WNC Trout Primer

Rainbow trout are common, both wild and stocked, in many of North Carolina’s 3,000 miles of mountain trout streams.

Visit WNC with a fly rod for hot summer action

Western North Carolina has some of the best trout fishing in the country. And the vast majority of anglers in the Carolinas never even wet a line there. They’re missing out! It’s a great way to get a break from the summer heat. And anglers can catch plenty of fish while enjoying some delightful scenery.

North Carolina has more than 3,000 miles of trout waters. And the majority of those streams and rivers are accessible from public highways. They begin roughly just west of Hickory and extend north and west to the Tennessee, Virginia and Georgia borders. Many streams are on public lands, including the Great Smoky Mountains National Park, and the Pisgah and Nantahala national forests. In addition, Jackson County boasts the Western North Carolina Fly Fishing Trail. This scenic trail includes 15 different streams.

Try these flies

Trout begin keying on terrestrials such as hoppers, crickets and ants, in early summer. And the best fishing extends through August into September. Green worm imitations should be fished in Nos. 16-12. Black foam beetles should be fished in Nos. 18-14. Grasshopper imitations should be in yellows or browns in Nos. 14-12, and ants should be Nos. 18-16 in black or black/brown. Anglers can fish hoppers and beetles in tandem with a dropper ant or worm. Tippets in 5x to 6x are preferred, with 8- to 9-foot, 3- to 4-weight fly rods common.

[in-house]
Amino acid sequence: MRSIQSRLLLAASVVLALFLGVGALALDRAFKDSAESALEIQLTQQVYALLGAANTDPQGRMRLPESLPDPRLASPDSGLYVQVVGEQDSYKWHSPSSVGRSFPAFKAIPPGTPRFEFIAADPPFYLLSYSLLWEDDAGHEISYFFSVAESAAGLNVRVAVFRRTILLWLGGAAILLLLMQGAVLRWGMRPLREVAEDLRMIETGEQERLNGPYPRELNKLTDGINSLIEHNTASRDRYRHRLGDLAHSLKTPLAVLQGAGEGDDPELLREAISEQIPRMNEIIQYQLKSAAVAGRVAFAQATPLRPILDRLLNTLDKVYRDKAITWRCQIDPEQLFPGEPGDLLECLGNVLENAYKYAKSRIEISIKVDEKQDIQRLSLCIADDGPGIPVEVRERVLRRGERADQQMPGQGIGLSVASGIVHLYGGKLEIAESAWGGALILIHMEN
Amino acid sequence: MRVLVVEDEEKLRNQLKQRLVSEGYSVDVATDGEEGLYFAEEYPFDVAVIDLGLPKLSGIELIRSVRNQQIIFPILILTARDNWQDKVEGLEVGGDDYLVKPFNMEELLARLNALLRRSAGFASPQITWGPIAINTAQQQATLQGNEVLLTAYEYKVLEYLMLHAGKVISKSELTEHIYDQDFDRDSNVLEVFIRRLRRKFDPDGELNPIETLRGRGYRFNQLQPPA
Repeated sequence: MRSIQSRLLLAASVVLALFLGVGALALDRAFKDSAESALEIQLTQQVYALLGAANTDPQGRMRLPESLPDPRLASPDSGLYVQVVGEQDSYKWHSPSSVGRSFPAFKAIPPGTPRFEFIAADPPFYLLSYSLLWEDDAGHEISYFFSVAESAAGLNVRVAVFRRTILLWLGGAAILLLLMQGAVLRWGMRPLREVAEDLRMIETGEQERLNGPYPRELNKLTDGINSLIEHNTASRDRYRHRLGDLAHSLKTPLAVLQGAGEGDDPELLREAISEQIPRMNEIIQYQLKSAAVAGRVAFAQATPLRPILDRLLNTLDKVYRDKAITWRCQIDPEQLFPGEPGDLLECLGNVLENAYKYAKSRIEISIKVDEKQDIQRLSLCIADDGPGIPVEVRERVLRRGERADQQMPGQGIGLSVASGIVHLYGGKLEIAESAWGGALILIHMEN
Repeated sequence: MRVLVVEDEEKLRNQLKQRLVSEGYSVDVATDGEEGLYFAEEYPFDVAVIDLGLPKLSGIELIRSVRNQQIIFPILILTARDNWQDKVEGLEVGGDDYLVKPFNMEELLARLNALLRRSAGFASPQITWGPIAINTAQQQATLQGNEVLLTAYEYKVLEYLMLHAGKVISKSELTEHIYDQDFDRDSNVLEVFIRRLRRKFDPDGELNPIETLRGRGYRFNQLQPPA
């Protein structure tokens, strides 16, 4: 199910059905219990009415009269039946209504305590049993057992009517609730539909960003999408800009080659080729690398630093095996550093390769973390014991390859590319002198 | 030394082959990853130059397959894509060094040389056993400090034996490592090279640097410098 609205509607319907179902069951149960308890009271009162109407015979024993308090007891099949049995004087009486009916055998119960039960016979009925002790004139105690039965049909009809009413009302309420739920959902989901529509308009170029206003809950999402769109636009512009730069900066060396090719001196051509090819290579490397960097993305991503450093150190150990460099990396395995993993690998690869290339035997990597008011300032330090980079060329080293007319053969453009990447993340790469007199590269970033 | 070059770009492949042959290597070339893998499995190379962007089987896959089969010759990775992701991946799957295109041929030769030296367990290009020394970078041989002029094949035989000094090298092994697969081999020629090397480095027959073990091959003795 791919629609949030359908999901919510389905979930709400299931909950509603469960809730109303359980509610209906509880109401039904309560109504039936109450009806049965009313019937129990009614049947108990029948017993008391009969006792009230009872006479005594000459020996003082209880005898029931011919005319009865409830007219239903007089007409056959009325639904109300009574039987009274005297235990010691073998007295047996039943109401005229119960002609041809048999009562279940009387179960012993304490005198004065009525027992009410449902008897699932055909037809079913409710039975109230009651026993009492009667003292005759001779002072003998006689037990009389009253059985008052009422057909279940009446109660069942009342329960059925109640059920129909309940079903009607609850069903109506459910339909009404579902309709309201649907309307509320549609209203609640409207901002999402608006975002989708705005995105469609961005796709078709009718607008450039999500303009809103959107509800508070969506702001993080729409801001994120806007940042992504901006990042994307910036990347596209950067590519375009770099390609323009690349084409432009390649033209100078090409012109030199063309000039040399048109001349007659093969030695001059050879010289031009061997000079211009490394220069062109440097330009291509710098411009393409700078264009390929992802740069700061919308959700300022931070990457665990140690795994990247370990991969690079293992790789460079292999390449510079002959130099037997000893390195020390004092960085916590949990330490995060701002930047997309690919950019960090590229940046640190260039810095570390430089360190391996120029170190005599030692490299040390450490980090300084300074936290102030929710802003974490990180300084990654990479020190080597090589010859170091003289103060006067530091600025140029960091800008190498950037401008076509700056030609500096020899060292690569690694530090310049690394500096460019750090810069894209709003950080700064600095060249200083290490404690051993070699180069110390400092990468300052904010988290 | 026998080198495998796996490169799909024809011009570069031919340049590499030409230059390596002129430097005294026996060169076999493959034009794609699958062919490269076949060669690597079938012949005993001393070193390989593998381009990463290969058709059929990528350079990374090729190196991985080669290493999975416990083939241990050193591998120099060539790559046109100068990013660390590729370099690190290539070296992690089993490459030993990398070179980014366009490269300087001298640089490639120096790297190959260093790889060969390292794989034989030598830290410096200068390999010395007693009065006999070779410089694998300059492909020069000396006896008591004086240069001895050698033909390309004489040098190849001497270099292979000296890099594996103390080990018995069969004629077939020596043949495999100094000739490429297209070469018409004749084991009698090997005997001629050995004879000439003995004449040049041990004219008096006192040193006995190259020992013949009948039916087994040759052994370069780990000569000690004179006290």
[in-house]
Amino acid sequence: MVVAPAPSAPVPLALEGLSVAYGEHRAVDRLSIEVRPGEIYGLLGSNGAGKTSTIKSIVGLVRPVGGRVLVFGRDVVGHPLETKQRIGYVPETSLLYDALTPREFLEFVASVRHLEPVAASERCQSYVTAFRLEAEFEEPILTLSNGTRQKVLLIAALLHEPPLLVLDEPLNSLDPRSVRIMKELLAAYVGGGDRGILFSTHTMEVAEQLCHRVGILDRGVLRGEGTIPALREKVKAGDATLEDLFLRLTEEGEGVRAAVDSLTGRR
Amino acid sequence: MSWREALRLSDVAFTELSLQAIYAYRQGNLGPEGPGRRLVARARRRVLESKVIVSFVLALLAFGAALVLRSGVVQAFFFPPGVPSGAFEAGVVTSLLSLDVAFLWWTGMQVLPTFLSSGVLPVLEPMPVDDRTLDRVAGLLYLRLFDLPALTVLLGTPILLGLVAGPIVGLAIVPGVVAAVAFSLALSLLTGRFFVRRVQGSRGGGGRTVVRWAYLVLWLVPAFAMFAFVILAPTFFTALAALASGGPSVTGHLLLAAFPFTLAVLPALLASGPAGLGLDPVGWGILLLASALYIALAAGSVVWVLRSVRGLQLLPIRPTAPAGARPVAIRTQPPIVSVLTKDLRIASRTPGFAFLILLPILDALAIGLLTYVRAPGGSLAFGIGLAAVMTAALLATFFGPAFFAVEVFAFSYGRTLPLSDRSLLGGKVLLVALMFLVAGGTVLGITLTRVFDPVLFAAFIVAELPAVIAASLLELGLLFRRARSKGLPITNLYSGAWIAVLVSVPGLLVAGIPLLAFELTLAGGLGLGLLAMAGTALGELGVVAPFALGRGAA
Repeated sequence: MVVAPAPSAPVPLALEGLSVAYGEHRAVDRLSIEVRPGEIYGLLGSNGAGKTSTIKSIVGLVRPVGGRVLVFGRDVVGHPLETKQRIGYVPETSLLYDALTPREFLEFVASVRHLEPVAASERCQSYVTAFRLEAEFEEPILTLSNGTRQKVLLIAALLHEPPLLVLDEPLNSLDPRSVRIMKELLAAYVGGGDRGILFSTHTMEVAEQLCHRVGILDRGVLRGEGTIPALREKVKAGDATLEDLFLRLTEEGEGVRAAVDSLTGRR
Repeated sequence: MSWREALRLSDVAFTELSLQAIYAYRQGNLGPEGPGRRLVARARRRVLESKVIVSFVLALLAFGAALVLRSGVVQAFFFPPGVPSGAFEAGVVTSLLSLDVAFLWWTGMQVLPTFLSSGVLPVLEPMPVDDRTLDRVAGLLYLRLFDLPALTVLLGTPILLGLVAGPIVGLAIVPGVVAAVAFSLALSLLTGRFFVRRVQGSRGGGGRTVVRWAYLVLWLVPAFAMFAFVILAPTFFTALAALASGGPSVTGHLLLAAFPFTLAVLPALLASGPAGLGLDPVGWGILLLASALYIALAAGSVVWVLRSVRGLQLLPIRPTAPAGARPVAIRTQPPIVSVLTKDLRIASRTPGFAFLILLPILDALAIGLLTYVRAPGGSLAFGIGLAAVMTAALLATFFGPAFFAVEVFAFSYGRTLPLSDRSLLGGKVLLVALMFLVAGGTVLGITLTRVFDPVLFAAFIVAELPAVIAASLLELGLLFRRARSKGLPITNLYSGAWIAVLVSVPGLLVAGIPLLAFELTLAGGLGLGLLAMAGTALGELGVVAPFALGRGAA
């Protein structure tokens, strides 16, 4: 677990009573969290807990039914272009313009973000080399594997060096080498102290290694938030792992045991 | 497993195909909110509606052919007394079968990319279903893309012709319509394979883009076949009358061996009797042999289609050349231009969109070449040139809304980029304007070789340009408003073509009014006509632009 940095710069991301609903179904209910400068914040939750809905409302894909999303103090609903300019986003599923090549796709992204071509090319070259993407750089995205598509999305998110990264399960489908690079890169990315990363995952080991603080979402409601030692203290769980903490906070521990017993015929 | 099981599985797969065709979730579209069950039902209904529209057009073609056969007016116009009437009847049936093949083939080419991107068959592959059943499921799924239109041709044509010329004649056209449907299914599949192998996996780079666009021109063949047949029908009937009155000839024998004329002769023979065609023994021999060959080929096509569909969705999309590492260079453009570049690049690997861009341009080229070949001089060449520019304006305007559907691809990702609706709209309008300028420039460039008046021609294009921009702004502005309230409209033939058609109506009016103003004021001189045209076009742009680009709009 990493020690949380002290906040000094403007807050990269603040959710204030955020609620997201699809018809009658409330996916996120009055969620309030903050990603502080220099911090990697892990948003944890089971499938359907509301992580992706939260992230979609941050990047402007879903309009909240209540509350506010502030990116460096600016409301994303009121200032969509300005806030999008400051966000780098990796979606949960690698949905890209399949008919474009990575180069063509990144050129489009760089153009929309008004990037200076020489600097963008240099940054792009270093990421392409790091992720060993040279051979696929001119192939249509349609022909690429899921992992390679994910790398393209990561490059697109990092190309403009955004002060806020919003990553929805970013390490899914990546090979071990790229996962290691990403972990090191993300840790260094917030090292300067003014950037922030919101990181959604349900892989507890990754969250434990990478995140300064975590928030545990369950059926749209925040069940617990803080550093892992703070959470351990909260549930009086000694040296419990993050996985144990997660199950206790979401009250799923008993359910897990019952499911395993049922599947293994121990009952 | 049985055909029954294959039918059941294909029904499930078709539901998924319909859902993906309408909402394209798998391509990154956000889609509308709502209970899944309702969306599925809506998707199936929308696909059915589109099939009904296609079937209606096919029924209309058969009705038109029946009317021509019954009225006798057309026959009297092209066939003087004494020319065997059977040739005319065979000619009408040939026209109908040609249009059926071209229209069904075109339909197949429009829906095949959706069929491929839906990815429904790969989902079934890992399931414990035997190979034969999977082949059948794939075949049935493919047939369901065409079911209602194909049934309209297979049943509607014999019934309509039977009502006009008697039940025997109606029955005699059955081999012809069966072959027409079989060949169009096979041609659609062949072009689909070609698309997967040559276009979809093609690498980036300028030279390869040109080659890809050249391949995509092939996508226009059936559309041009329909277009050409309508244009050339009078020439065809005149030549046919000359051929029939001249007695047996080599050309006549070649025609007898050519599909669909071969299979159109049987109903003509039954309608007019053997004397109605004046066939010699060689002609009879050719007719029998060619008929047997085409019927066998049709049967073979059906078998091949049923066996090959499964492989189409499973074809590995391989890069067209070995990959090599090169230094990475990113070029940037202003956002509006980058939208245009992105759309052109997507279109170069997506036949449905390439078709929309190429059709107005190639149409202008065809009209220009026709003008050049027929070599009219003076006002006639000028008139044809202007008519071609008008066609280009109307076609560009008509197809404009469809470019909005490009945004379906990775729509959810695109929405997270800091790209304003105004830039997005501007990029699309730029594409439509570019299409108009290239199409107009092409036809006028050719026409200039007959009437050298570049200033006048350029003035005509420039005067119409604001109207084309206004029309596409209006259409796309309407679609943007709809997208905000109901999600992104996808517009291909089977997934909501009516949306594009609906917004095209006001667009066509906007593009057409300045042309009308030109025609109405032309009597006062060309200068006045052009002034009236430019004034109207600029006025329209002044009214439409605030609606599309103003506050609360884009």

The N.C. Wildlife Resources Commission’s website has an interactive mapping program that features all of the state’s trout streams. Click here for the map.

Two other websites that can be of help to fishermen are www.flyfishingnc.com, and www.visitnc.com; the latter can help locate lodging relatively close to any North Carolina trout stream.

Click here to read about combining trout fishing with camping in the Carolinas.

About Jeff Burleson 1311 Articles
Jeff Burleson is a native of Lumberton, N.C., who lives in Myrtle Beach, S.C. He graduated from N.C. State University with a degree in fisheries and wildlife sciences and is a certified biologist and professional forester for Southern Palmetto Environmental Consulting.